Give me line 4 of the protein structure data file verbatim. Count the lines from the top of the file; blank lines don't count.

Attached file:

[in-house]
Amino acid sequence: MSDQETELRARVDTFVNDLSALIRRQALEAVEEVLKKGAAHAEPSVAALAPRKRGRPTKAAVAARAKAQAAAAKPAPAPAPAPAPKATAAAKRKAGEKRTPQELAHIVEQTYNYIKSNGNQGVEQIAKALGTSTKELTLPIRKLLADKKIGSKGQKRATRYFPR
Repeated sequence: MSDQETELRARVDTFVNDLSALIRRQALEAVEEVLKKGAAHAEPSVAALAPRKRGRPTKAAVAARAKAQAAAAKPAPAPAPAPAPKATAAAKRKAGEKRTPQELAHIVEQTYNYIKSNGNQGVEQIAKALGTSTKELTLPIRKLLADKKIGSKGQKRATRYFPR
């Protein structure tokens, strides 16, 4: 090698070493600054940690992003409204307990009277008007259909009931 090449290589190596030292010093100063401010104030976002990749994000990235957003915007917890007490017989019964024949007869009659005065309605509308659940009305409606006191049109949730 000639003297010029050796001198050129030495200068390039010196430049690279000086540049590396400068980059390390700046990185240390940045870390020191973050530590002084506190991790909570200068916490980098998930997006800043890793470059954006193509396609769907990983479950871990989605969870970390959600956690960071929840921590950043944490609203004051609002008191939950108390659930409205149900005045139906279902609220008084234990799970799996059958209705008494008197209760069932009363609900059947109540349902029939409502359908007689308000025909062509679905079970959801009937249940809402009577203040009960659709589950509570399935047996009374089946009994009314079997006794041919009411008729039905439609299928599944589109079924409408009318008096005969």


């Protein structure tokens, strides 16, 4: 090698070493600054940690992003409204307990009277008007259909009931 090449290589190596030292010093100063401010104030976002990749994000990235957003915007917890007490017989019964024949007869009659005065309605509308659940009305409606006191049109949730 000639003297010029050796001198050129030495200068390039010196430049690279000086540049590396400068980059390390700046990185240390940045870390020191973050530590002084506190991790909570200068916490980098998930997006800043890793470059954006193509396609769907990983479950871990989605969870970390959600956690960071929840921590950043944490609203004051609002008191939950108390659930409205149900005045139906279902609220008084234990799970799996059958209705008494008197209760069932009363609900059947109540349902029939409502359908007689308000025909062509679905079970959801009937249940809402009577203040009960659709589950509570399935047996009374089946009994009314079997006794041919009411008729039905439609299928599944589109079924409408009318008096005969």